Written testimony of ICE Homeland Security Investigations Executive Associate Director James Dinkins, CBP Office of Field Operations Acting Deputy Assistant Commissioner John Wagner, and NPPD Office of Biometric Identity Management Deputy Director Shonnie Lyon for a House Committee on Homeland Security, Subcommittee on Border and Maritime Security hearing titled “Visa Security and Overstays: How Secure is America?”

In closing, the system is broken simply due to lack of will, enforcement and resources. Adjustments do need to be made especially when it comes to ‘visa waiver companies and countries, which should both be terminated.




Illegal Criminal Numbers Obama Goes to Court

Unpacking The Numbers

From Center for Immigration Studies: In 2013, a sample statistic is ICE is carrying a case load of 1.8 million aliens who are either in removal proceedings or have already been ordered removed. Less than two percent are in detention, which is the only proven way to ensure departure.

Most Wanted

Taking a walk over to the FBI’s 10 most wanted list has 7 foreign national criminals whose rap sheets are so extensive that rewards are offered for their captures.

Illegal Sentencing Statistics

Washington Examiner: Of the more than 2,200 people who received federal sentences for drug possession in fiscal year 2014, almost three-quarters of them were illegal immigrants, according to new data from the United States Sentencing Commission.

Illegal immigrants also made up more than one-third of all federal sentences, that data said.

The commission’s data showed a slight decline in the total number of illegal alien sentences from 2013 to 2014, but still showed that the illegal population is a major contributor to federal crimes in America.

In 2013, illegal immigrants were responsible for 38.6 percent of all federal sentencing, and that dropped to 36.7 percent in 2014.

But the sentencing of illegal immigrants for drug possession jumped significantly. In 2013, 1,123 illegal immigrants were sentenced on convictions of simple possession, and made up 55.8 percent of those cases.

In 2014, 1,681 illegal aliens were sentenced, and they made up 74.1 percent of the total. Illegal immigrants were also 16.9 percent of all federal drug trafficking sentences.

The data became public just as Republican presidential candidate Donald Trump has pushed for tougher immigration laws, and has cited last week’s shooting death of a California woman at the hands of an illegal immigrant as the latest example of the need for more enforcement.

Illegal immigrants were 20 percent of the kidnapping/hostage taking sentences in 2014, 12 percent of the murder sentences, and 19.4 percent of national-defense related sentences.

As expected, illegal immigrants made up vast majority of sentences for immigration-related crimes — 91.6 percent.

Overall, 27,505 illegal immigrants were sentenced in federal court in 2014, down from 30,144 the prior year.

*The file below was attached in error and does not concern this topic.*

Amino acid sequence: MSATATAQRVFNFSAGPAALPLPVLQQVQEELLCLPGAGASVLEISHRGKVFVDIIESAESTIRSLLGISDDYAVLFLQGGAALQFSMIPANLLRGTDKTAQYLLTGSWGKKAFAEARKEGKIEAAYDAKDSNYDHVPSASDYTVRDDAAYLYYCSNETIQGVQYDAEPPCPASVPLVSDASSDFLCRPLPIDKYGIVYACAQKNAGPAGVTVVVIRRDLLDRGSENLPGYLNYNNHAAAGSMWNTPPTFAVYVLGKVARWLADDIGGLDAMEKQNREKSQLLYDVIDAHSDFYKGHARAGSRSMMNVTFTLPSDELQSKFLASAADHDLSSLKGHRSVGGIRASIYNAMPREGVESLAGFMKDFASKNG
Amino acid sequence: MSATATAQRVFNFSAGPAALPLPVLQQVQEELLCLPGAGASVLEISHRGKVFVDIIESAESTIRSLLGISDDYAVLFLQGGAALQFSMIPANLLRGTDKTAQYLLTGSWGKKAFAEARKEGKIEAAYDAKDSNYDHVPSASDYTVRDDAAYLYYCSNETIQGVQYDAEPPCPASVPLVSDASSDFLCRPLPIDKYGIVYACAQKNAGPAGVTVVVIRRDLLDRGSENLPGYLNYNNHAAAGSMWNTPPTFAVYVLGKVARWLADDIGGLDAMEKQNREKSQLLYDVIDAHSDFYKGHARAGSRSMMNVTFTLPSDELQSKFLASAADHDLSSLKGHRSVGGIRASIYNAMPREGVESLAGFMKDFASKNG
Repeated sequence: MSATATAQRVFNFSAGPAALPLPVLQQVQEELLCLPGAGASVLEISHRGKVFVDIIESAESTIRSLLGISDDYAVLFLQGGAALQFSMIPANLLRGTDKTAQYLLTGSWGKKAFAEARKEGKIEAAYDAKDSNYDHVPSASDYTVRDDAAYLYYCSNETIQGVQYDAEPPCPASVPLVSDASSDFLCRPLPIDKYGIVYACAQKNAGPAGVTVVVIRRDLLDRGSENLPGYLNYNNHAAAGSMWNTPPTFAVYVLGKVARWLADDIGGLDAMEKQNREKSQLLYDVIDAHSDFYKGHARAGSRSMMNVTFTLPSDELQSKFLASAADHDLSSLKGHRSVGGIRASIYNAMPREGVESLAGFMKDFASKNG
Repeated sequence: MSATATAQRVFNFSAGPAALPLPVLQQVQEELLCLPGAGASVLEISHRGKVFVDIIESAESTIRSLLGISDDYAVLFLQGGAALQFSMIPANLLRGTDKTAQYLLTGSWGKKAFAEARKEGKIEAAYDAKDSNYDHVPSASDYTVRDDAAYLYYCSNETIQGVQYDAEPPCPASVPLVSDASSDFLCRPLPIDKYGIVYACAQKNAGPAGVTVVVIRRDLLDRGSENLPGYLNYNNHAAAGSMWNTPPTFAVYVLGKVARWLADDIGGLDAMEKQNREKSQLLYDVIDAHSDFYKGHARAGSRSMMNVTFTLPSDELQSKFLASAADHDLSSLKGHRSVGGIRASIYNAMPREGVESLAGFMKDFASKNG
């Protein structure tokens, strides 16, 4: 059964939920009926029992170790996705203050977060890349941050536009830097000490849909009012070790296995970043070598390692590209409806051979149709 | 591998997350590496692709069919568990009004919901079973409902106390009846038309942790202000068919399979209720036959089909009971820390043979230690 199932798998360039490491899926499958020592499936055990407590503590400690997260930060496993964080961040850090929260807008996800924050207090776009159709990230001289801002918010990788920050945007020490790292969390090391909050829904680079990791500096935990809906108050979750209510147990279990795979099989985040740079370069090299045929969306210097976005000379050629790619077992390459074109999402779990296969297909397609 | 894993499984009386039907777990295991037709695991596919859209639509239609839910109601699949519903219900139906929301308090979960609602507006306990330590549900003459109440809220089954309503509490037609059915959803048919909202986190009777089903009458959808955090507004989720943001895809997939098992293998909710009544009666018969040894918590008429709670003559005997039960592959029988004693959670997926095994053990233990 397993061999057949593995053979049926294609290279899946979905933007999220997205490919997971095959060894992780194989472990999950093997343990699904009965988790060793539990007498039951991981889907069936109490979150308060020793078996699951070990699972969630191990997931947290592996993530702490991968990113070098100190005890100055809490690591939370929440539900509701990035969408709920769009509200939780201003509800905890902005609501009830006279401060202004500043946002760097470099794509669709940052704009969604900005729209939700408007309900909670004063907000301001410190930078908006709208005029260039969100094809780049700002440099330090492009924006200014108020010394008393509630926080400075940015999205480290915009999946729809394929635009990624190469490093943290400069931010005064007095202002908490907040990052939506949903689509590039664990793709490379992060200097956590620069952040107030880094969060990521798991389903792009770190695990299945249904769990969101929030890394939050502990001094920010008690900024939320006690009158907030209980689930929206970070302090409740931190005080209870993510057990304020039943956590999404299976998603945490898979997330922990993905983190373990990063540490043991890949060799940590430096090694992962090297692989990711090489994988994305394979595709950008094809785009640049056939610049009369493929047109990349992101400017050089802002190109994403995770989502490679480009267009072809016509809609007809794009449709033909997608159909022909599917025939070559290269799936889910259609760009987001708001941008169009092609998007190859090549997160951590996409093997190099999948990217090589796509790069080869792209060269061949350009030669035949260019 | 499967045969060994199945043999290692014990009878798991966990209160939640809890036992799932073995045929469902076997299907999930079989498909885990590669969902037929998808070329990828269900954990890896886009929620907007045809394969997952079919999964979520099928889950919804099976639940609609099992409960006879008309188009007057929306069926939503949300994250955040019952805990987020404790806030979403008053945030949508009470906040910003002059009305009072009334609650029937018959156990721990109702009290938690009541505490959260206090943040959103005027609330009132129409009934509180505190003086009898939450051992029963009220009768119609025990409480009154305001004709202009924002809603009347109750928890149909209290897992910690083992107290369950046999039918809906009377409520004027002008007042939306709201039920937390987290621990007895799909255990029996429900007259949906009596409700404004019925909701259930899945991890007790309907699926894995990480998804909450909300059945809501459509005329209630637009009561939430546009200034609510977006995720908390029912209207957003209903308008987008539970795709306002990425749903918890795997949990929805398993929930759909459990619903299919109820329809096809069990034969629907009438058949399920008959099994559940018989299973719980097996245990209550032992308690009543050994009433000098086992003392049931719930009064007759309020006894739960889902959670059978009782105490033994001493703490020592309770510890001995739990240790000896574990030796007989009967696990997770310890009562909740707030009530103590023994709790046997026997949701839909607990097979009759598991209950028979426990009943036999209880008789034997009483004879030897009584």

All the non-citizens are combined — including legal and illegal aliens, extradited aliens and those with unknown status — contributed to 42 percent of all federal sentencing in 2014.

The commission’s statistics only include primary federal offenses, and don’t include local convictions or sentences, which is where most rape and murder cases would appear.

Obama Administration Goes to Court

From The Hill:

The Obama administration faces an uphill battle on Friday when it seeks to convince a panel of federal judges to let the president’s executive actions on immigration take effect.

The same two Republican-appointed judges who denied an earlier administration attempt to lift a hold on Obama’s immigration actions will hear arguments at the Fifth Circuit U.S. Court of Appeals in New Orleans.

Court watchers expect an unfavorable ruling for Obama from the three-judge panel, which sits on the most conservative circuit in the country.

“It’s likely to be a similar result,” said Carl Tobias, a professor at the University of Richmond School of Law. “It’s unlikely that [the two judges] will change their views.”

The White House is encountering legal roadblocks on immigration after two recent Supreme Court victories on same-sex marriage and healthcare, which gave the president a jolt of momentum late in his second term.

With just 18 months left in Obama’s presidency, the court battle has put his programs in peril. Experts believe the case will eventually end up before the Supreme Court, which could rule on the case as late as June 2016.

If the White House eventually wins, it could leave just a few months to implement the program. But if it loses, it would strip away a major promise Obama made to Latino groups in the run up to the 2014 midterm elections.

The atmosphere surrounding the hearing is certain to be charged. Reps. Luis Gutiérrez (D-Ill.) and Rep. Raúl Grijalva (D-Ariz.), as well as immigrant-rights advocates, plan to demonstrate outside the courthouse to call on the judges to allow Obama’s programs to go into place.